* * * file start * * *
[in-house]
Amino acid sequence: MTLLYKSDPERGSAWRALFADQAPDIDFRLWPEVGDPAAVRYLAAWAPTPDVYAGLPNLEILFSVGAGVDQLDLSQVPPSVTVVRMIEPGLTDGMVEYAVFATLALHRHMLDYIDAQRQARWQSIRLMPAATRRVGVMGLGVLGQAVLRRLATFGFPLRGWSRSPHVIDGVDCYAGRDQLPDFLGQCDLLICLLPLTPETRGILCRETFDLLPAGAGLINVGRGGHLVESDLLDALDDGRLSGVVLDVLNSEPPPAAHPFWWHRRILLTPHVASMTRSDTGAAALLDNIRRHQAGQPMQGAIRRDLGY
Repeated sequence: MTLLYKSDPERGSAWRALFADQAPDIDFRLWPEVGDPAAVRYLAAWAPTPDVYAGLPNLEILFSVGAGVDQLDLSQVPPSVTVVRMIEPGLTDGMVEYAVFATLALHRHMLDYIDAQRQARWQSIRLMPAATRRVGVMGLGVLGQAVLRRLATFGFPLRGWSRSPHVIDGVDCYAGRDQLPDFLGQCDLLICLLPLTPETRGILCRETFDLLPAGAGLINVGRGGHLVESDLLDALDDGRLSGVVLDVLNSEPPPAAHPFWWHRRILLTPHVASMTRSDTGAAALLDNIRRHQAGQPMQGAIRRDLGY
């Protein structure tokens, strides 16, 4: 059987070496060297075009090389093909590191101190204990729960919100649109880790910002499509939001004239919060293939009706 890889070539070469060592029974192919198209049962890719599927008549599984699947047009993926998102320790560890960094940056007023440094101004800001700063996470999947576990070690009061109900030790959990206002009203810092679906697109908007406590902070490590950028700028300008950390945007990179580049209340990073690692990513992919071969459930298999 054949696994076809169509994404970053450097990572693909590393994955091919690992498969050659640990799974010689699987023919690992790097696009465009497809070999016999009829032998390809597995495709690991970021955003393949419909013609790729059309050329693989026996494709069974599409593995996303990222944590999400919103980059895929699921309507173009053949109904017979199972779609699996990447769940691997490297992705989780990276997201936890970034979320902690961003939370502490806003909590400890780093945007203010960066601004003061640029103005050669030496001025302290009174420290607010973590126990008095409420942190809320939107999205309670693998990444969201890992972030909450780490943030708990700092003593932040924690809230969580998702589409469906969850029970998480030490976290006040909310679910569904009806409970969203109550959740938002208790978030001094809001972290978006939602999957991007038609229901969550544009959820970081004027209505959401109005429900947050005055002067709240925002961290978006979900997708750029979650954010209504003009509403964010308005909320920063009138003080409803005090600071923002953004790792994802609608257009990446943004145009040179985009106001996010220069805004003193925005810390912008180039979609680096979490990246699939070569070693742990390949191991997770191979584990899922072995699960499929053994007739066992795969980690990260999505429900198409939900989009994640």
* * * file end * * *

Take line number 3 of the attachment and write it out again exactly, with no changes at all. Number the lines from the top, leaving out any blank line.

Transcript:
Repeated sequence: MTLLYKSDPERGSAWRALFADQAPDIDFRLWPEVGDPAAVRYLAAWAPTPDVYAGLPNLEILFSVGAGVDQLDLSQVPPSVTVVRMIEPGLTDGMVEYAVFATLALHRHMLDYIDAQRQARWQSIRLMPAATRRVGVMGLGVLGQAVLRRLATFGFPLRGWSRSPHVIDGVDCYAGRDQLPDFLGQCDLLICLLPLTPETRGILCRETFDLLPAGAGLINVGRGGHLVESDLLDALDDGRLSGVVLDVLNSEPPPAAHPFWWHRRILLTPHVASMTRSDTGAAALLDNIRRHQAGQPMQGAIRRDLGY